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View Poll Results: How should blind subwoofer comparisons be matched?
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post #1 of 20 Old 01-18-2012, 01:32 PM - Thread Starter
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I'm interested in what people think or prefer should be the basis for subwoofer comparisons.

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post #2 of 20 Old 01-18-2012, 02:06 PM
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I would personally only compare the powered versions. Seems like with an outboard amp, many variables come into play...
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post #3 of 20 Old 01-18-2012, 02:33 PM
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Should compare by price IMO. Especially ID brands. Could do multiple price point range, like $800-1200 ect. I think just about all the ID brands in each price point compete well with each other except for Axiom which is half the performance for twice the price. But I don't think we will ever see them offer products for a shootout, unless someone bought one and offered to join in.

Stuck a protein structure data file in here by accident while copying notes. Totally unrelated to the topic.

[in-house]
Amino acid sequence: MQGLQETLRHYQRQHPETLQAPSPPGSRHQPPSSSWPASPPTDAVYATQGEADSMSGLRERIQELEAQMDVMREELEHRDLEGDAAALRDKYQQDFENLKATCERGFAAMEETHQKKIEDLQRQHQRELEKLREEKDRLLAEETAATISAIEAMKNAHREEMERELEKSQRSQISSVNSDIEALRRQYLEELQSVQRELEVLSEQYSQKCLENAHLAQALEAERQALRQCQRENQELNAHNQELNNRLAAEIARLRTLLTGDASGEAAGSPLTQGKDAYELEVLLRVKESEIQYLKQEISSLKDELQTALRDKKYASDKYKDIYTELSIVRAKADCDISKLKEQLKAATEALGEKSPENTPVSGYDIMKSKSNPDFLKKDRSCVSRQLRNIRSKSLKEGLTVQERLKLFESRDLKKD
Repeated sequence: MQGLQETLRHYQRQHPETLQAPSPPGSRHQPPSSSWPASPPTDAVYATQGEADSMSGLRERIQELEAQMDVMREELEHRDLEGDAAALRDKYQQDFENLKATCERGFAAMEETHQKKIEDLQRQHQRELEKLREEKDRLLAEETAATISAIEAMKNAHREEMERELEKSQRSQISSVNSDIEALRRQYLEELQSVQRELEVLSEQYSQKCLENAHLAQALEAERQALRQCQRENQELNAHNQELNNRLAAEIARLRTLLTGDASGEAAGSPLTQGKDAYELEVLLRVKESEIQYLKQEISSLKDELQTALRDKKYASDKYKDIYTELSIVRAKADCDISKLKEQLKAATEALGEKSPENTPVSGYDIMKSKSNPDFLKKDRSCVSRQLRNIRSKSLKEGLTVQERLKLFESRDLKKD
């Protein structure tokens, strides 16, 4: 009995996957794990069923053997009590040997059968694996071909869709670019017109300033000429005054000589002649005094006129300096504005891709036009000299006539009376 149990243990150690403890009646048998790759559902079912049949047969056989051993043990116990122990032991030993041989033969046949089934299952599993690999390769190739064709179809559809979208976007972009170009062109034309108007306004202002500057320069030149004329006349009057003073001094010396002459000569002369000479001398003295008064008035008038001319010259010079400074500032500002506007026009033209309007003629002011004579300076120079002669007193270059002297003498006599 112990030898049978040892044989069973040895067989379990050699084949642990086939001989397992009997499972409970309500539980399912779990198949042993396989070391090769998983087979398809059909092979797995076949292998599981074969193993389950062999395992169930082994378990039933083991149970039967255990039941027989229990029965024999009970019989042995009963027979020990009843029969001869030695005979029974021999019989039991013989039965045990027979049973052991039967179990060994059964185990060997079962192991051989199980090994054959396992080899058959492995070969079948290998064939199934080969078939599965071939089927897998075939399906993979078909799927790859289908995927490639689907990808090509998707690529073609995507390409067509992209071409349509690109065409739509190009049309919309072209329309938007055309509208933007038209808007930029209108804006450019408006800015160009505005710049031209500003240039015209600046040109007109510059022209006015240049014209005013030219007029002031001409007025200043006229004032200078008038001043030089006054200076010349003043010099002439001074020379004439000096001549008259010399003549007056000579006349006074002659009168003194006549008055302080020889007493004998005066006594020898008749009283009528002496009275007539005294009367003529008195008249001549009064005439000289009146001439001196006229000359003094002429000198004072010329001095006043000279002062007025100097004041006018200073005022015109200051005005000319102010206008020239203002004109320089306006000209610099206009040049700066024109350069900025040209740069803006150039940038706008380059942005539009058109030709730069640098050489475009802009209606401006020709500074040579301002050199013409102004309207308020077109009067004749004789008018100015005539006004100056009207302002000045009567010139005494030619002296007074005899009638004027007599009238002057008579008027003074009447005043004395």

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post #4 of 20 Old 01-18-2012, 02:40 PM
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Quote:
Originally Posted by drewTT View Post

I would personally only compare the powered versions. Seems like with an outboard amp, many variables come into play...

Agreed.